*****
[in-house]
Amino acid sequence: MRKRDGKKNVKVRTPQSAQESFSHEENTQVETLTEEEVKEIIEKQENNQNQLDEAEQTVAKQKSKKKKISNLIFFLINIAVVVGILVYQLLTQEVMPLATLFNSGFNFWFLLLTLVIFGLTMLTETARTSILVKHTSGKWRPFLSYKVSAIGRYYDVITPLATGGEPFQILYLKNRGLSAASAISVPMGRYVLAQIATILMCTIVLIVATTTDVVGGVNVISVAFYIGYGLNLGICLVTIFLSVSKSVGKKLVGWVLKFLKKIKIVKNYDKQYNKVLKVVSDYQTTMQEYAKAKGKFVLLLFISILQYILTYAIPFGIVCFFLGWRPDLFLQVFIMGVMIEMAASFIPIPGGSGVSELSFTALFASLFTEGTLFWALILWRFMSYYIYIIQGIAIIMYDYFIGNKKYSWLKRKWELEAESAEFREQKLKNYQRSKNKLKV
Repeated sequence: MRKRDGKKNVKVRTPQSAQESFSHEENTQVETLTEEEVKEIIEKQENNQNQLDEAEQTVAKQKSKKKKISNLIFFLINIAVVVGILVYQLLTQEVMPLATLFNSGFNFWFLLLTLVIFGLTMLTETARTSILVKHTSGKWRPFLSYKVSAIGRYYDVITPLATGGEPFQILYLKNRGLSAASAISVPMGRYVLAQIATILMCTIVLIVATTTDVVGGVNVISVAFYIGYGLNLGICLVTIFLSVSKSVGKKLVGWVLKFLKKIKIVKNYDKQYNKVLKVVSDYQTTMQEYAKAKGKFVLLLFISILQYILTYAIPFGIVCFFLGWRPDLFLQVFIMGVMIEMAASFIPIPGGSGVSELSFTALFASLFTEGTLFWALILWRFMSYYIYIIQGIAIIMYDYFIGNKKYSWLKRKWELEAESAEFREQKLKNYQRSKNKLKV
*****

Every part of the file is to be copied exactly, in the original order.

[in-house]
Amino acid sequence: MRKRDGKKNVKVRTPQSAQESFSHEENTQVETLTEEEVKEIIEKQENNQNQLDEAEQTVAKQKSKKKKISNLIFFLINIAVVVGILVYQLLTQEVMPLATLFNSGFNFWFLLLTLVIFGLTMLTETARTSILVKHTSGKWRPFLSYKVSAIGRYYDVITPLATGGEPFQILYLKNRGLSAASAISVPMGRYVLAQIATILMCTIVLIVATTTDVVGGVNVISVAFYIGYGLNLGICLVTIFLSVSKSVGKKLVGWVLKFLKKIKIVKNYDKQYNKVLKVVSDYQTTMQEYAKAKGKFVLLLFISILQYILTYAIPFGIVCFFLGWRPDLFLQVFIMGVMIEMAASFIPIPGGSGVSELSFTALFASLFTEGTLFWALILWRFMSYYIYIIQGIAIIMYDYFIGNKKYSWLKRKWELEAESAEFREQKLKNYQRSKNKLKV
Repeated sequence: MRKRDGKKNVKVRTPQSAQESFSHEENTQVETLTEEEVKEIIEKQENNQNQLDEAEQTVAKQKSKKKKISNLIFFLINIAVVVGILVYQLLTQEVMPLATLFNSGFNFWFLLLTLVIFGLTMLTETARTSILVKHTSGKWRPFLSYKVSAIGRYYDVITPLATGGEPFQILYLKNRGLSAASAISVPMGRYVLAQIATILMCTIVLIVATTTDVVGGVNVISVAFYIGYGLNLGICLVTIFLSVSKSVGKKLVGWVLKFLKKIKIVKNYDKQYNKVLKVVSDYQTTMQEYAKAKGKFVLLLFISILQYILTYAIPFGIVCFFLGWRPDLFLQVFIMGVMIEMAASFIPIPGGSGVSELSFTALFASLFTEGTLFWALILWRFMSYYIYIIQGIAIIMYDYFIGNKKYSWLKRKWELEAESAEFREQKLKNYQRSKNKLKV